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“We do some specialized flying mixed with a lot of science,” noted Maj. Phil Townsend, the chief of aerial spray with the 757th Airlift Squadron at Youngstown ARS, Ohio. “Our mission is to provide a large-area spray capability to control disease-carrying insects, eradicate undesirable plants, or disperse oil spills. And we are getting busier every year.”
Assigned to Air Force Reserve Command’s 910th Airlift Wing, the 757th AS is the only large-area, fixed-wing aerial spray unit in the US Department of Defense. Aircrews, maintainers, and a couple of the unit’s six entomologists—almost half of the insect specialists in the US Air Force—deploy more than twenty-five times a year for extended operations at locations ranging from southern Florida to Mountain Home AFB, Idaho, and from Parris Island, South Carolina, to Hill AFB, Utah.
Flying C-130Hs equipped with palletized Modular Aerial Spray System, or MASS, units, 757th AS crews spray thousands of acres every spring, summer, and fall. “A C-130 can spray up to 150,000 acres per day,” noted Lt. Col. (Dr.) Mark Breidenbaugh, who heads the entomology department at Youngstown. “Some places, a spray-equipped Hercules is literally the only way to manage invasive plants or to apply pesticide.”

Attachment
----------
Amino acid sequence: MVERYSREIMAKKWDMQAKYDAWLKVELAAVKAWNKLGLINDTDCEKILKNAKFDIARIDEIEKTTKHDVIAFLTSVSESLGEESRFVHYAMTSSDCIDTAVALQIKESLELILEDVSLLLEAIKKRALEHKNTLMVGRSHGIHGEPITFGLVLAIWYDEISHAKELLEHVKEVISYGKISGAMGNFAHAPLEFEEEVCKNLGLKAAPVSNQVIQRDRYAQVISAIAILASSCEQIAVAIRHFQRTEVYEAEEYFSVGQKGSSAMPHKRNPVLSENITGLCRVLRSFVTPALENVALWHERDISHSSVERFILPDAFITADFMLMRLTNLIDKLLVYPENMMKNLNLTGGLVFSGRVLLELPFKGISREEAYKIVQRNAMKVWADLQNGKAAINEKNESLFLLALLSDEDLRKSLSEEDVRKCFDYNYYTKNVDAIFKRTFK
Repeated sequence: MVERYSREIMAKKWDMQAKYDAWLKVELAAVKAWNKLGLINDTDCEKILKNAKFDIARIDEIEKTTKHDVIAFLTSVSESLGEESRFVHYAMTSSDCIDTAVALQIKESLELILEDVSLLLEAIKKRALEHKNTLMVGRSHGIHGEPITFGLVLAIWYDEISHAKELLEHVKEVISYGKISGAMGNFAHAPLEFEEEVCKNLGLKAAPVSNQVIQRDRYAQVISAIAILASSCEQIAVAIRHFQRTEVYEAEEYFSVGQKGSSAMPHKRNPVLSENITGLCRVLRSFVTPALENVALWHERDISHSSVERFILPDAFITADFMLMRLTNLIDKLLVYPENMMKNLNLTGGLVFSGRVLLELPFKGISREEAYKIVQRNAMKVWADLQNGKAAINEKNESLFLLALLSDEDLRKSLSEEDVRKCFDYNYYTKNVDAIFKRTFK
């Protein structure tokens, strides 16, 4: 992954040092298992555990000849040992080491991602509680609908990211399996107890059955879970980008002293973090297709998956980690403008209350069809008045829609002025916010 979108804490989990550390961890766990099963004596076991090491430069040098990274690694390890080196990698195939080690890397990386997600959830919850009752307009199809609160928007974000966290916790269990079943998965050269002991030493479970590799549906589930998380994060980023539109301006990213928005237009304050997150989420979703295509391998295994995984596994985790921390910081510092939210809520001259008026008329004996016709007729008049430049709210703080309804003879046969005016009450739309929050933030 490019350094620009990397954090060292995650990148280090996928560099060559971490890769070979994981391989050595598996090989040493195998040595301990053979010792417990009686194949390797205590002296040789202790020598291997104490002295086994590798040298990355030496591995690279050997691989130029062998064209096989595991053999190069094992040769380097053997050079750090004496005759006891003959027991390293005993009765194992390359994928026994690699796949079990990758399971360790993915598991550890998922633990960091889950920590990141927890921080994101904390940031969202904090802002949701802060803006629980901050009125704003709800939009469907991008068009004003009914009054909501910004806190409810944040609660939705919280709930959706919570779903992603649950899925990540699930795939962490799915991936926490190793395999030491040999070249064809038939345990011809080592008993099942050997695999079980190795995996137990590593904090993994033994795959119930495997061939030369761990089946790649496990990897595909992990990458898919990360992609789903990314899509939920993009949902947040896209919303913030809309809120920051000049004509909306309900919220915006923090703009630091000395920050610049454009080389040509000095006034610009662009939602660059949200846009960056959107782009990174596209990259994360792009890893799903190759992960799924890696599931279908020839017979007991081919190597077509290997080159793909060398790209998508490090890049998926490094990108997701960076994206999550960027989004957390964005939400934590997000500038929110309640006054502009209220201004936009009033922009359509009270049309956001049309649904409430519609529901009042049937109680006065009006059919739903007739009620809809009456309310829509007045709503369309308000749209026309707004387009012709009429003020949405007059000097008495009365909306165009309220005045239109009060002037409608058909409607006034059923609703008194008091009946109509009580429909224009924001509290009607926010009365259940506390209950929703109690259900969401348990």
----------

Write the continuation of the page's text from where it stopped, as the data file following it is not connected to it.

C-130Hs from the Air Force Reserve’s 910th Airlift Wing are headed to Texas in response to Hurricane Harvey. The unit has a special aerial spraying capability that is going to be put to use to help with minimizing the impact of the brutal storm's aftermath. The aircraft and their crews are based out of Youngstown, Ohio and they are the only aerial spraying capable unit in the Air Force—a function few probably even realize the Pentagon has in its portfolio.